This story is published as part of Covering Climate Now, a global journalism collaboration strengthening coverage of the climate story.
Despite the impeachment and the coronavirus stimulus bills which kept Congress busy to the exclusion of other issues, Koch Industries, the parent of the conglomerate owned by Charles Koch, still spent $2.7 million on lobbying in the first quarter 2020.
Koch continued lobbying against Democratic initiatives on a "Green New Deal," renewable energy legislation, and donor transparency, while continuing to lobby for eliminating the tax credit for electric cars, a trade agreement with Mexico and Canada, and limits on the President's ability to levy tariffs, duties, and other trade measures.
While lobbying reports to the Congress do not show how much time or money is spent on different issues, stopping the "Green New Deal" appears to have been its major defensive effort, and getting the U.S. out of the Paris climate accord its main offensive issue.
Koch Industries continued to block Senate movement on the Climate Action Now Act, H.R. 9, which passed the House in May 2019 along largely party lines. The bill would prevent federal funds from being used to leave the Paris climate agreement. In November of last year, Trump initiated the process to remove the United States from the accord.
Koch also fought against H.R. 330, the Climate Solutions Act of 2019, which has not yet passed the House, that would require the U.S. to "increase the percentage of electricity sold in the United States that is generated from renewable sources" to 100 percent by 2035.
Koch continues to oppose a carbon pricing tax as well, last year in the form of opposition to H.R. 763, the Energy Innovation and Carbon Dividend Act of 2019.
With the Fairness for Drivers Act of 2019, introduced in the Senate as S. 343, Koch continues to oppose electric plug-in vehicles or vehicles using renewable resources, such as fuel cells. The bill, which will see no action in the House as long as it is controlled by Democrats, would eliminate the tax credit for electric plug-in vehicles, as well as impose a tax on vehicles using renewable energy.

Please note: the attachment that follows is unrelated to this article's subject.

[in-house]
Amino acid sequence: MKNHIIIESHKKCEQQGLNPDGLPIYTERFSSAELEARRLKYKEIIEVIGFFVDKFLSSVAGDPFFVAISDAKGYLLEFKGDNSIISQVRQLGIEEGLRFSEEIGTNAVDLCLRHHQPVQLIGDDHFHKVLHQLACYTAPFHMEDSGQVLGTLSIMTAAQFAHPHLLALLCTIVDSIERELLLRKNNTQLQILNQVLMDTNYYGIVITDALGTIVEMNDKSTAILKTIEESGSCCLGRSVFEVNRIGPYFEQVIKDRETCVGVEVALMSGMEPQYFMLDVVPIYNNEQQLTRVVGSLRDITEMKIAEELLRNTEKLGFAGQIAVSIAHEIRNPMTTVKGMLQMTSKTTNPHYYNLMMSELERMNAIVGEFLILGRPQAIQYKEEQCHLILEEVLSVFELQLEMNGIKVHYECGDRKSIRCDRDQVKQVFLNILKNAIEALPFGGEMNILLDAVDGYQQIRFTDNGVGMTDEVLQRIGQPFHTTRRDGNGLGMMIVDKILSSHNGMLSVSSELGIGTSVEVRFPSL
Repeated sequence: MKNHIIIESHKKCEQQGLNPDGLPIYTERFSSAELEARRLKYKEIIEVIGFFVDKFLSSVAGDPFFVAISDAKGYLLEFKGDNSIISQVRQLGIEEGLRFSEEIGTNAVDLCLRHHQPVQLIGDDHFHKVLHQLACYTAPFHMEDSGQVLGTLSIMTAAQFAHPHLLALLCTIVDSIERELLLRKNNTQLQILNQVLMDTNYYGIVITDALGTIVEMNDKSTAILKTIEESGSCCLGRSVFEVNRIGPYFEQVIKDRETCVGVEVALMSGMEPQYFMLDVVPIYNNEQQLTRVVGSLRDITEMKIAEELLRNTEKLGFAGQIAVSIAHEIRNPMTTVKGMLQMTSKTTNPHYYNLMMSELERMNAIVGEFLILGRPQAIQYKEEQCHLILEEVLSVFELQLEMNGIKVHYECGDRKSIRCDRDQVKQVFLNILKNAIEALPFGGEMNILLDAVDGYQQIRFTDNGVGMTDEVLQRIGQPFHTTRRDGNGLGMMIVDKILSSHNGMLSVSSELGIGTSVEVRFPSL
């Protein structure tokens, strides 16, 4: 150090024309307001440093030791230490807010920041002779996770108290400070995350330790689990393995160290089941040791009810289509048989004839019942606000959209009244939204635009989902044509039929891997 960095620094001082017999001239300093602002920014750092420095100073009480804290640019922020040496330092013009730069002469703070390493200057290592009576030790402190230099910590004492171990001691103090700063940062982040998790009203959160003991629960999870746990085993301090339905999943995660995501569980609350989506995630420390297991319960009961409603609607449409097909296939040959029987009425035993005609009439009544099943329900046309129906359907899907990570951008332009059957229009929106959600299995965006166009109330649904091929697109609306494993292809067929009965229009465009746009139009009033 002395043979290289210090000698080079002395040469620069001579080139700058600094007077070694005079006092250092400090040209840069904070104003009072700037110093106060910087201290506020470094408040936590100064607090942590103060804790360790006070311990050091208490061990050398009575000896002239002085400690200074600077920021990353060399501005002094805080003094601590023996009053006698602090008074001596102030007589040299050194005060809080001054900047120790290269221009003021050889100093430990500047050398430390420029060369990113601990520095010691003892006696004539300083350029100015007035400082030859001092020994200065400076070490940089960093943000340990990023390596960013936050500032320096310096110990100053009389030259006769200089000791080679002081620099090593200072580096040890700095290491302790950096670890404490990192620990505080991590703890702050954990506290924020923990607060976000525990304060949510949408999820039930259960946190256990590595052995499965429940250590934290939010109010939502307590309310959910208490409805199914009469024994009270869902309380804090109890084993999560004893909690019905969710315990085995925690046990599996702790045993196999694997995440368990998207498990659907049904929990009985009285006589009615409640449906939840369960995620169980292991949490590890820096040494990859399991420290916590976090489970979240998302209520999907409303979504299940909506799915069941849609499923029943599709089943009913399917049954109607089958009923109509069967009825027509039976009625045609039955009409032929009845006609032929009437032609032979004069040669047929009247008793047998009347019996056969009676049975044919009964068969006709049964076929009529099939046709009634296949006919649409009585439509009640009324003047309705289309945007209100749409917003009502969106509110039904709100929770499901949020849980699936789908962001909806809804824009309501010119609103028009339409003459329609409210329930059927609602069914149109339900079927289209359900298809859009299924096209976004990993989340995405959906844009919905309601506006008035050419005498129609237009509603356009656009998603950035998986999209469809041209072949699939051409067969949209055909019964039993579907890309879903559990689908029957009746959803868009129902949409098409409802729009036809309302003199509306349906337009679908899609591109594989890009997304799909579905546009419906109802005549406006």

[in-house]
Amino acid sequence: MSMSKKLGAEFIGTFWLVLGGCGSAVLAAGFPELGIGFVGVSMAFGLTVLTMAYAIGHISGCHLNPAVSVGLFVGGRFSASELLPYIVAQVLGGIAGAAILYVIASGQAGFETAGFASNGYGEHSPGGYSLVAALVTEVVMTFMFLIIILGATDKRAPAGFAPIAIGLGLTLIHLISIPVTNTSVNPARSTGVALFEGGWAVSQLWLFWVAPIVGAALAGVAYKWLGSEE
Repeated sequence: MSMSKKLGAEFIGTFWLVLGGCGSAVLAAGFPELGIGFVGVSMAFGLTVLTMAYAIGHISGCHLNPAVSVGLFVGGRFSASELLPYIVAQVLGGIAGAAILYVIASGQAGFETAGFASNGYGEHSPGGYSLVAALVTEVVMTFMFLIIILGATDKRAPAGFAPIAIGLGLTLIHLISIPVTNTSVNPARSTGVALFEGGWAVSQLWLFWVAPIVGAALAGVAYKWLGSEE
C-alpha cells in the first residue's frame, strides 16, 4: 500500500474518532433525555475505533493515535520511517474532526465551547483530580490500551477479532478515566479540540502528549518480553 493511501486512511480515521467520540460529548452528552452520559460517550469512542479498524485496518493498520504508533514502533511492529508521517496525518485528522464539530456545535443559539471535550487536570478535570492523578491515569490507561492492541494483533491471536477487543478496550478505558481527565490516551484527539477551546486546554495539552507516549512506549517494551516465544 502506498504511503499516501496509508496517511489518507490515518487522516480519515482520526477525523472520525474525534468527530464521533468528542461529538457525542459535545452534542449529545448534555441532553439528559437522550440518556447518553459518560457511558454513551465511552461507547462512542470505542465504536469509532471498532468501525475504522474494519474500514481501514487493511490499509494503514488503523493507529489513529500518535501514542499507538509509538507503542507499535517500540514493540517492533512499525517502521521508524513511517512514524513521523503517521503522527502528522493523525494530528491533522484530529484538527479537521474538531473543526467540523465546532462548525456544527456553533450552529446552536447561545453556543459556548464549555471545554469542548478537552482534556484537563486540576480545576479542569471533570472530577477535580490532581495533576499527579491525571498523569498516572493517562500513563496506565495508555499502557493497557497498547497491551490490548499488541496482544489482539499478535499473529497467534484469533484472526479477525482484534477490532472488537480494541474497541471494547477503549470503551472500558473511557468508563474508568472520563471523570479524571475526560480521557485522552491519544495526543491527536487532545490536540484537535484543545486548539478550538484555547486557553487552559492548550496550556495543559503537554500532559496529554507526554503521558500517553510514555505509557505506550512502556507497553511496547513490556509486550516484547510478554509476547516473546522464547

Since last Congress, Koch has opposed H.R. 2256, the Driving America Forward Act, which would expand tax credits for plug-in electric vehicles and fuel cell vehicles. The bill has 139 co-sponsors, not surprisingly all Democrats, and none receiving any money from Koch Industries' political action committee, KochPAC.
On the other hand, all four of the House Democrats that have received contributions from KochPAC over the last three election cycles have not co-sponsored the bill: Collin Peterson (MN), Henry Cuellar (TX), Jim Costa (CA), and Kurt Schrader (OR). Americans for Prosperity, Koch's astro-turf group, supported Cuellar in his primary race this year, their first such endorsement of a Democrat.
Koch also spent money in 2019 trying to pass H.R. 531, which would repeal the Corporate Average Fuel Economy, or CAFE, fuel efficiency standards for cars and light trucks first set by Congress in 1975. On March 30, the Trump administration did it for them with new rules to be enforced by the Department of Transportation.
The new rules "rolled back the Obama-era law that pushes automakers to produce more fuel-efficient vehicles, severely limiting a rule designed to decrease pollution from transportation in the face of climate change," according to an article in The Hill.
Transportation is now the largest source of greenhouse gas emissions in the nation, with pollution from cars and trucks responsible for more emissions than either the burning of fossil fuels to generate electricity or from industry.